DURHAM, N.C. (AP) — Duke and North Carolina are used to facing off in prime-time games with first place on the line.
Just not in football.
These traditional basketball powerhouses meet Saturday night — and for a change, depending on what happens around the Atlantic Coast Conference, the winner could find itself alone atop the Coastal Division.
"I told our team they've helped create what is hopefully a big-game atmosphere," Duke coach David Cutcliffe said. "These are the kinds of games you want to play. ... You can't have a big game without it being a tough game. And so you have to learn — that's one of the things we've got to do — to embrace tough football games."
The Blue Devils (5-2, 2-1) certainly have plenty of chances coming up to do just that.
They won five of their first six games — their best start since the 1994 team opened 7-0 — and need just one more win to qualify for their first bowl game since then. But including last week's 41-20 loss at Virginia Tech, Duke is 1-40 since 2004 against the final six teams on the schedule.
For the Tar Heels (5-2, 2-1), a bowl is out of the question because they're serving an NCAA-imposed one-year postseason ban, and even if they win the Coastal, they can't claim it, under of a new ACC policy. But they can still exert some measure of influence on the division race and are looking to set the foundation for future seasons under new coach Larry Fedora.
"We want to prove something this year," safety Tre Boston said. "We don't have a bowl game, so we only have a few more games to prove what we're about this year, and not only for this year but it's about the future for North Carolina. Coach definitely came here with a plan and we're trying to execute it for him and get us rolling. I think if we continue to do what we're doing now we'll head in the right path."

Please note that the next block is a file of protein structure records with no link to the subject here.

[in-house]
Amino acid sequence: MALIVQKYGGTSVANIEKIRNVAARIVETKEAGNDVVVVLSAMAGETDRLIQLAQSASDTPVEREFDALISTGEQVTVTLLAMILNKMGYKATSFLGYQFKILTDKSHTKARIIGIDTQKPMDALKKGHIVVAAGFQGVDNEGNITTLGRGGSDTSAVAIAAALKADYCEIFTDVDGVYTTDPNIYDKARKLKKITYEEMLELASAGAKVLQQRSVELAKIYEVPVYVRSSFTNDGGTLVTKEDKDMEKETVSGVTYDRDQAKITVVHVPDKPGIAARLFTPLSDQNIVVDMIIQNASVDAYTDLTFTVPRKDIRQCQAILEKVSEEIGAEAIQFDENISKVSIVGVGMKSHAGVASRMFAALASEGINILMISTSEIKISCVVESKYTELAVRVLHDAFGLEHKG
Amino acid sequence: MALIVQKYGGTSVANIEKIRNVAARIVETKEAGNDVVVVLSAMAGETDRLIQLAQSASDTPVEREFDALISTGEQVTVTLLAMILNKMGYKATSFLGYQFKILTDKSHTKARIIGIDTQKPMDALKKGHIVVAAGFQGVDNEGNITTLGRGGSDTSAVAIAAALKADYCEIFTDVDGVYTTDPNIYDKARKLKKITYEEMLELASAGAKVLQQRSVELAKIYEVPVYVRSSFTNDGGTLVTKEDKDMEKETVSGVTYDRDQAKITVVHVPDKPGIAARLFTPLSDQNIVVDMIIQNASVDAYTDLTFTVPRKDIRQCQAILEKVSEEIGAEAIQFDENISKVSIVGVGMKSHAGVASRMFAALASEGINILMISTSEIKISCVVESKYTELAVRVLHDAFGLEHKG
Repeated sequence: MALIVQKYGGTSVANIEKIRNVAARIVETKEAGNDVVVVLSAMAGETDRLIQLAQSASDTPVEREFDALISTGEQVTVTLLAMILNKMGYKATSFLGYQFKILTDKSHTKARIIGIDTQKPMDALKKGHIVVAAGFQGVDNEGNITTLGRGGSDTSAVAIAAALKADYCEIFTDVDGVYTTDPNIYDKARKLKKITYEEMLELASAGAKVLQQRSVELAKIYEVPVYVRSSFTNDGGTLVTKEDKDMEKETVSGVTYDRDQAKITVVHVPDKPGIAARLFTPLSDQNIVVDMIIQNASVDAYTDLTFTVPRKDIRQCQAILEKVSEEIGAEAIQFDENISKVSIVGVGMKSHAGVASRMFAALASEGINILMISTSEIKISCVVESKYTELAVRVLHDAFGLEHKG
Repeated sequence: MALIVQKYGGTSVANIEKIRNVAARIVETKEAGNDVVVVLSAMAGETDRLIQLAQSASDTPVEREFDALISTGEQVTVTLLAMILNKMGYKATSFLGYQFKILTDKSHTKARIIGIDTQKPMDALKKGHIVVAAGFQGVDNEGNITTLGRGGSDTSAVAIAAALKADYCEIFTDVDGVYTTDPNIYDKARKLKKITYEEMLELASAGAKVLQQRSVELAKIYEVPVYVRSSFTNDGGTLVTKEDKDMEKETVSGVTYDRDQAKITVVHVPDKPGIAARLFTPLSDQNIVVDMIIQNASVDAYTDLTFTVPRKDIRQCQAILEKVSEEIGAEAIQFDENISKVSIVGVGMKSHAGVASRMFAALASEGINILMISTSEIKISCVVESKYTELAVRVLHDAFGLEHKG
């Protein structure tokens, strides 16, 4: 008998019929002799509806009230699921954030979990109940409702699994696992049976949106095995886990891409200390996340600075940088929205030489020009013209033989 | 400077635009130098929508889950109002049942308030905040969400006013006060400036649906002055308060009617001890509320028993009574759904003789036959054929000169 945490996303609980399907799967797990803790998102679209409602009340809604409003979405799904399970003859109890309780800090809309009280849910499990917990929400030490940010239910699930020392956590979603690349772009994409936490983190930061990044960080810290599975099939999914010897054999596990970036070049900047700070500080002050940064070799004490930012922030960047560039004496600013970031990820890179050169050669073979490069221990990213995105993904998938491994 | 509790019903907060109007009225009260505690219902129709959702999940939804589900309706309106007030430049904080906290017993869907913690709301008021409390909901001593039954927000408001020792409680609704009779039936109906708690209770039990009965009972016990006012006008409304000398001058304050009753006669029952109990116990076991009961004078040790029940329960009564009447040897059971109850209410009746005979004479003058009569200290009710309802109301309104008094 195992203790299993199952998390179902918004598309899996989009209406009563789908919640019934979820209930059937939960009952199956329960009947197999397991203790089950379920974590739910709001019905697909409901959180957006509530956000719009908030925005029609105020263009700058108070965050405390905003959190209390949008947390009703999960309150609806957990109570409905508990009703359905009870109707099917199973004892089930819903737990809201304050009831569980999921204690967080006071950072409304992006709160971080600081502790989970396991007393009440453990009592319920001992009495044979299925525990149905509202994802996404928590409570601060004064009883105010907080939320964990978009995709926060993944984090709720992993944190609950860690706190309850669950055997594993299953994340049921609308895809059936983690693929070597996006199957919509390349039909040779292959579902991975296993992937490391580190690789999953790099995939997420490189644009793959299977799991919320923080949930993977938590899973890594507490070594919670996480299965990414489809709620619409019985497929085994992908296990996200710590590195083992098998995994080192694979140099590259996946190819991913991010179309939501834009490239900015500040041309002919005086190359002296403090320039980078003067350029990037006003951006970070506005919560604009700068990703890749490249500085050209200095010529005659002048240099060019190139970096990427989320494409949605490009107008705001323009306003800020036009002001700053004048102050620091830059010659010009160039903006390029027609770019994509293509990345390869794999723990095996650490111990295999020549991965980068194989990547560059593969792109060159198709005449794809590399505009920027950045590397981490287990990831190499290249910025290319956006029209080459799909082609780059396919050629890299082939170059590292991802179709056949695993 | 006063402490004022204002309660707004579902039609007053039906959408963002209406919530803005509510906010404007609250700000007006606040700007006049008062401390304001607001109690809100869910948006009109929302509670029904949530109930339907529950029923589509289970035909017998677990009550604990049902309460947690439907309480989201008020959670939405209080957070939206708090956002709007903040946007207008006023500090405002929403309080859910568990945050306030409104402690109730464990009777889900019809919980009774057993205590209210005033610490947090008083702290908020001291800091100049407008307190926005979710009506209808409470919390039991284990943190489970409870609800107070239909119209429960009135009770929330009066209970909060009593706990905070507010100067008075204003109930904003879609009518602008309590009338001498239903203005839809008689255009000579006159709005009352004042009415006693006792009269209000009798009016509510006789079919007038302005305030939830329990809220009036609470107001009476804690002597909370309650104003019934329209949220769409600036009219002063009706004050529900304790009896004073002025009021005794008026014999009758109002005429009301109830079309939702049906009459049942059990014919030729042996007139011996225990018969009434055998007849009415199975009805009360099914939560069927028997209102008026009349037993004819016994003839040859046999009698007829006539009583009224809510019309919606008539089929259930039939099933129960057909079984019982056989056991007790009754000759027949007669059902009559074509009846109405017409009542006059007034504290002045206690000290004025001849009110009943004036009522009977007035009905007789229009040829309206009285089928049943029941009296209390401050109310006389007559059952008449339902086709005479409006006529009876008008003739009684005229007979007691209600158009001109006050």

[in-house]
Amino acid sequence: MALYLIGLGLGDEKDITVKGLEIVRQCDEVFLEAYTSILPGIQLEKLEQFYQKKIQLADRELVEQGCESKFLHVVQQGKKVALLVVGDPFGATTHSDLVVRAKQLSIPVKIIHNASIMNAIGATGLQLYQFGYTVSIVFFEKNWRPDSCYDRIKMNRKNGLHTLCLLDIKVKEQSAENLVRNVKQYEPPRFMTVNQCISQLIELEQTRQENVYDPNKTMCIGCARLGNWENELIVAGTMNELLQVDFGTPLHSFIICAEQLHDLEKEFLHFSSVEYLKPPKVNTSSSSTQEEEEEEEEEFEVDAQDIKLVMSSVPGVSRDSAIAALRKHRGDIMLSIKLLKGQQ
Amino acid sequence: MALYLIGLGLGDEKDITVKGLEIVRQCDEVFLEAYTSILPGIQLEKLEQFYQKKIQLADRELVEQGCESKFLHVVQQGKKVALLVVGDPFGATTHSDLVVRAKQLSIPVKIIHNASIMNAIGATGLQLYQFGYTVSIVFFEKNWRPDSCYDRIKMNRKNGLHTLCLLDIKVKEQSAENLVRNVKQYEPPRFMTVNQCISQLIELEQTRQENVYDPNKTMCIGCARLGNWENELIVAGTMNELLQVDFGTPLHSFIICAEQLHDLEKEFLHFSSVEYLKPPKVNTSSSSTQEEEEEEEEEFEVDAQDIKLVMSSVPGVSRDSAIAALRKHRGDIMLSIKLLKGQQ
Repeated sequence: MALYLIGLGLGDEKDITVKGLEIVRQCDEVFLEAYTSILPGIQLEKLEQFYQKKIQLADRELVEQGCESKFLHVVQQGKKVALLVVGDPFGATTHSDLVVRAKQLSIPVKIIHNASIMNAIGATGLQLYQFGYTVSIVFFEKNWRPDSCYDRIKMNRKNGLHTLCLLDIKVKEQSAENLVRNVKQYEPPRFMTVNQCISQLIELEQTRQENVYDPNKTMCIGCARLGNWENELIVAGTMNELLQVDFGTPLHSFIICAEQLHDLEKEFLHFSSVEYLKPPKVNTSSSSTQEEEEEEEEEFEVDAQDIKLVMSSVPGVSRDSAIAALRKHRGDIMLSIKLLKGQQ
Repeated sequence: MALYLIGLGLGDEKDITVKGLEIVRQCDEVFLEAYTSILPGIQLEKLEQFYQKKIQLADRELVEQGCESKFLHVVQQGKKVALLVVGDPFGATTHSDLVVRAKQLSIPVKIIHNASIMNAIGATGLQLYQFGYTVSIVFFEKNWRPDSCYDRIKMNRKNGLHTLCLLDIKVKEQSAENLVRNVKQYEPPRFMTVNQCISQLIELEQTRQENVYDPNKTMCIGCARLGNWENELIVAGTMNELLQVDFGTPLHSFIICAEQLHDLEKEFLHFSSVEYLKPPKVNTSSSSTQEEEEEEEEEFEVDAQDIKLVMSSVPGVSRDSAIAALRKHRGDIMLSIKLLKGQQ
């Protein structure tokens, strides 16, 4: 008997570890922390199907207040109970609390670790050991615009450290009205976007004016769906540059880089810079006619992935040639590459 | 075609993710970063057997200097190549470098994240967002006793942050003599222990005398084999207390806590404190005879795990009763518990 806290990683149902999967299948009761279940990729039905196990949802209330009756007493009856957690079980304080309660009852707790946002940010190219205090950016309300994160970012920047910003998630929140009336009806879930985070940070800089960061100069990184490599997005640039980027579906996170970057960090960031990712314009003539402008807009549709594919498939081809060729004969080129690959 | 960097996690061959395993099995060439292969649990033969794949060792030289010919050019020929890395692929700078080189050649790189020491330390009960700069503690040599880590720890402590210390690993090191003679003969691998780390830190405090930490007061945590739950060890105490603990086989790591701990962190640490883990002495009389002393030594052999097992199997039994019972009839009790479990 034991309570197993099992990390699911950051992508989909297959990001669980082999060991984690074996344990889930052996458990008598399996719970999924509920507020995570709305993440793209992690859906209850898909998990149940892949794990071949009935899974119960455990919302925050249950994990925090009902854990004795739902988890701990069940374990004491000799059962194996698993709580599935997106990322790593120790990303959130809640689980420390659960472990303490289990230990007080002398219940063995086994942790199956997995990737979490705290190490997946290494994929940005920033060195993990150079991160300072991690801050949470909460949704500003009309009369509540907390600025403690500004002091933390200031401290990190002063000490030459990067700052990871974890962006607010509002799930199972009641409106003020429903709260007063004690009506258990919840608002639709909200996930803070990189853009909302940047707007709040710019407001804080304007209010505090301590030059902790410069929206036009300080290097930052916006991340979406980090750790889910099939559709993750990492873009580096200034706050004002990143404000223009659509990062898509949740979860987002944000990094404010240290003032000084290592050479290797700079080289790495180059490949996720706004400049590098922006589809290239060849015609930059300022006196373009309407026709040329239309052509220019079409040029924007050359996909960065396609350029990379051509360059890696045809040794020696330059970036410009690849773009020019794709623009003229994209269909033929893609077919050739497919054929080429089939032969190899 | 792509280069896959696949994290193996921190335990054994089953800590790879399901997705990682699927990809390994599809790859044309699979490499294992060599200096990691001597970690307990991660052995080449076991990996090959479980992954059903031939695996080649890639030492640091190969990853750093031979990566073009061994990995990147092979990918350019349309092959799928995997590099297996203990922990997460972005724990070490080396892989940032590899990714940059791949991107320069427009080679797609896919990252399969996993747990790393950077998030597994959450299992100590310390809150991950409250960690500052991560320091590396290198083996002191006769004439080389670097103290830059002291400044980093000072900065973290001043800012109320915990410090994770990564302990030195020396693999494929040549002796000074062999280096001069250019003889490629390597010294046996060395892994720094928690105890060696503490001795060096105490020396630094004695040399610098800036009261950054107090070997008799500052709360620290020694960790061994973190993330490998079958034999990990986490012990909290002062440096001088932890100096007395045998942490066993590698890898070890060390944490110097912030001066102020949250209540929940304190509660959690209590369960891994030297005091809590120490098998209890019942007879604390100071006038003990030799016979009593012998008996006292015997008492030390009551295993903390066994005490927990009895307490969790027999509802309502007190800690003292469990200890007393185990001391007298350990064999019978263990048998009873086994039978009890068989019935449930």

North Carolina has dominated Duke lately, winning 21 of 22 meetings with its close rival, including eight in a row. The last time the Blue Devils beat the Tar Heels at Wallace Wade Stadium was in 1988 — when Steve Spurrier coached Duke and Mack Brown was on the North Carolina sideline.
"The culture we're trying to create is, every game is the most important game, the next game is the most important game," Fedora said. "It's still about how you prepare. It's about preparation and our energy level. I'm hoping our guys do exactly what we've done the last three or four weeks. I want the same intensity level in practice. That's what I want. I don't need to see anything different. If we just match what we've been doing, then I feel like we'll be OK."
Both teams boast of talented skill players — Duke's Conner Vernon set the ACC's career receptions record two weeks ago; UNC's Gio Bernard would lead the league in rushing had he played in enough games — but this one figures to be decided in the trenches.
No ACC team has more sacks than Blue Devils' 18, but their defensive front is bracing for a test from a veteran North Carolina offensive line that has allowed a league-best four sacks and cleared enough holes for Bernard to average 130 yards.
"It's just a matter of being able to make plays against the defense we're playing," Bernard said. "They're giving us a couple of open holes, and I think with this team, this offense, this tempo we've shown everybody we have, things are just starting to open up."
Duke has started the same five offensive linemen all season, and of the nine sacks they've given up, seven have come in the losses to Stanford and Virginia Tech. They'll be challenged by a Tar Heels defense that averages nearly three sacks per game.
"Think about how many (linemen) we have that have played against this great line from North Carolina and other great lines in the ACC," Cutcliffe said. "That won't make it any easier, but they understand it."